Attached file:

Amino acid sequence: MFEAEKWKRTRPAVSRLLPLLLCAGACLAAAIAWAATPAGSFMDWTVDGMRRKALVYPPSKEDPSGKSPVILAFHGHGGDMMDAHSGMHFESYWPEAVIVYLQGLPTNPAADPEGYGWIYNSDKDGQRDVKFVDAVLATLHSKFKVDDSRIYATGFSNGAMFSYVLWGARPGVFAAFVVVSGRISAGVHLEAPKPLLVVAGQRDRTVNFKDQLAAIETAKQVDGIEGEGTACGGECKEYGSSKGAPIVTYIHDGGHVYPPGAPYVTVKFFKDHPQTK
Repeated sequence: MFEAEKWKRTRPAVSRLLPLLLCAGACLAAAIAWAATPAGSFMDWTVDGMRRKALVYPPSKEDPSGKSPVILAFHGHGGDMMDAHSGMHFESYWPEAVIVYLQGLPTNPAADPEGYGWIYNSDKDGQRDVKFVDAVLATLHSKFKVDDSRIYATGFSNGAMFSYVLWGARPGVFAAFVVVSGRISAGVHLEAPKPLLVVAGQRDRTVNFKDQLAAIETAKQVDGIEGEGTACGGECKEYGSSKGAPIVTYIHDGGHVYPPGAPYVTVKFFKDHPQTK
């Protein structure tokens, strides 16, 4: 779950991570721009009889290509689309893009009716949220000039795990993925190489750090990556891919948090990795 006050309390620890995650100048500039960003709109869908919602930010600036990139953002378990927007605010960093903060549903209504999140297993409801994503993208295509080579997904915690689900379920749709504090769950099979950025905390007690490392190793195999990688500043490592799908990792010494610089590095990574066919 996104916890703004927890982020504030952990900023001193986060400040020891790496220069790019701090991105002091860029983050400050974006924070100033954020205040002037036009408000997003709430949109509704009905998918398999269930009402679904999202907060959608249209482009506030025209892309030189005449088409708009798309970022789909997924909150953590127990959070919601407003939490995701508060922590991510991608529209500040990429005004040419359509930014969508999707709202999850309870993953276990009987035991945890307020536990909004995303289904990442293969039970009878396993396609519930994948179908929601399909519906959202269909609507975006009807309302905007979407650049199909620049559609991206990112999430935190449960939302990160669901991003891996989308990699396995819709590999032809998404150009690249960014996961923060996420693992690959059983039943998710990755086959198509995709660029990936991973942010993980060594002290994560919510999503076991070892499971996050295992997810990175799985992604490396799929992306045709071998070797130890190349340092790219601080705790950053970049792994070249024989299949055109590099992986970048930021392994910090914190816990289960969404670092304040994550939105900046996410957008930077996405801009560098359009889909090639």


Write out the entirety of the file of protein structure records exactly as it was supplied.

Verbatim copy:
Amino acid sequence: MFEAEKWKRTRPAVSRLLPLLLCAGACLAAAIAWAATPAGSFMDWTVDGMRRKALVYPPSKEDPSGKSPVILAFHGHGGDMMDAHSGMHFESYWPEAVIVYLQGLPTNPAADPEGYGWIYNSDKDGQRDVKFVDAVLATLHSKFKVDDSRIYATGFSNGAMFSYVLWGARPGVFAAFVVVSGRISAGVHLEAPKPLLVVAGQRDRTVNFKDQLAAIETAKQVDGIEGEGTACGGECKEYGSSKGAPIVTYIHDGGHVYPPGAPYVTVKFFKDHPQTK
Repeated sequence: MFEAEKWKRTRPAVSRLLPLLLCAGACLAAAIAWAATPAGSFMDWTVDGMRRKALVYPPSKEDPSGKSPVILAFHGHGGDMMDAHSGMHFESYWPEAVIVYLQGLPTNPAADPEGYGWIYNSDKDGQRDVKFVDAVLATLHSKFKVDDSRIYATGFSNGAMFSYVLWGARPGVFAAFVVVSGRISAGVHLEAPKPLLVVAGQRDRTVNFKDQLAAIETAKQVDGIEGEGTACGGECKEYGSSKGAPIVTYIHDGGHVYPPGAPYVTVKFFKDHPQTK
């Protein structure tokens, strides 16, 4: 779950991570721009009889290509689309893009009716949220000039795990993925190489750090990556891919948090990795 006050309390620890995650100048500039960003709109869908919602930010600036990139953002378990927007605010960093903060549903209504999140297993409801994503993208295509080579997904915690689900379920749709504090769950099979950025905390007690490392190793195999990688500043490592799908990792010494610089590095990574066919 996104916890703004927890982020504030952990900023001193986060400040020891790496220069790019701090991105002091860029983050400050974006924070100033954020205040002037036009408000997003709430949109509704009905998918398999269930009402679904999202907060959608249209482009506030025209892309030189005449088409708009798309970022789909997924909150953590127990959070919601407003939490995701508060922590991510991608529209500040990429005004040419359509930014969508999707709202999850309870993953276990009987035991945890307020536990909004995303289904990442293969039970009878396993396609519930994948179908929601399909519906959202269909609507975006009807309302905007979407650049199909620049559609991206990112999430935190449960939302990160669901991003891996989308990699396995819709590999032809998404150009690249960014996961923060996420693992690959059983039943998710990755086959198509995709660029990936991973942010993980060594002290994560919510999503076991070892499971996050295992997810990175799985992604490396799929992306045709071998070797130890190349340092790219601080705790950053970049792994070249024989299949055109590099992986970048930021392994910090914190816990289960969404670092304040994550939105900046996410957008930077996405801009560098359009889909090639």